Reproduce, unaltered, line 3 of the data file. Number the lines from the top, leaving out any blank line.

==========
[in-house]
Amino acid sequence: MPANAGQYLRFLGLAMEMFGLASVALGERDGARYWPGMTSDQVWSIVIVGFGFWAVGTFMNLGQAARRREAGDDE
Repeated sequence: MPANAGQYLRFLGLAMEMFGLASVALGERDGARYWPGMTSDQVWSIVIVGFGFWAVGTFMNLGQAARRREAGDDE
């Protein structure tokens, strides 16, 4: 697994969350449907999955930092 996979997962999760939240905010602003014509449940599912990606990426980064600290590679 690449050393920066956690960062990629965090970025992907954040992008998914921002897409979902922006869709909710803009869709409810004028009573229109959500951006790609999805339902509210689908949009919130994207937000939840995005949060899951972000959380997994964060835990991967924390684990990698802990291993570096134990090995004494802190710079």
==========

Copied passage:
Repeated sequence: MPANAGQYLRFLGLAMEMFGLASVALGERDGARYWPGMTSDQVWSIVIVGFGFWAVGTFMNLGQAARRREAGDDE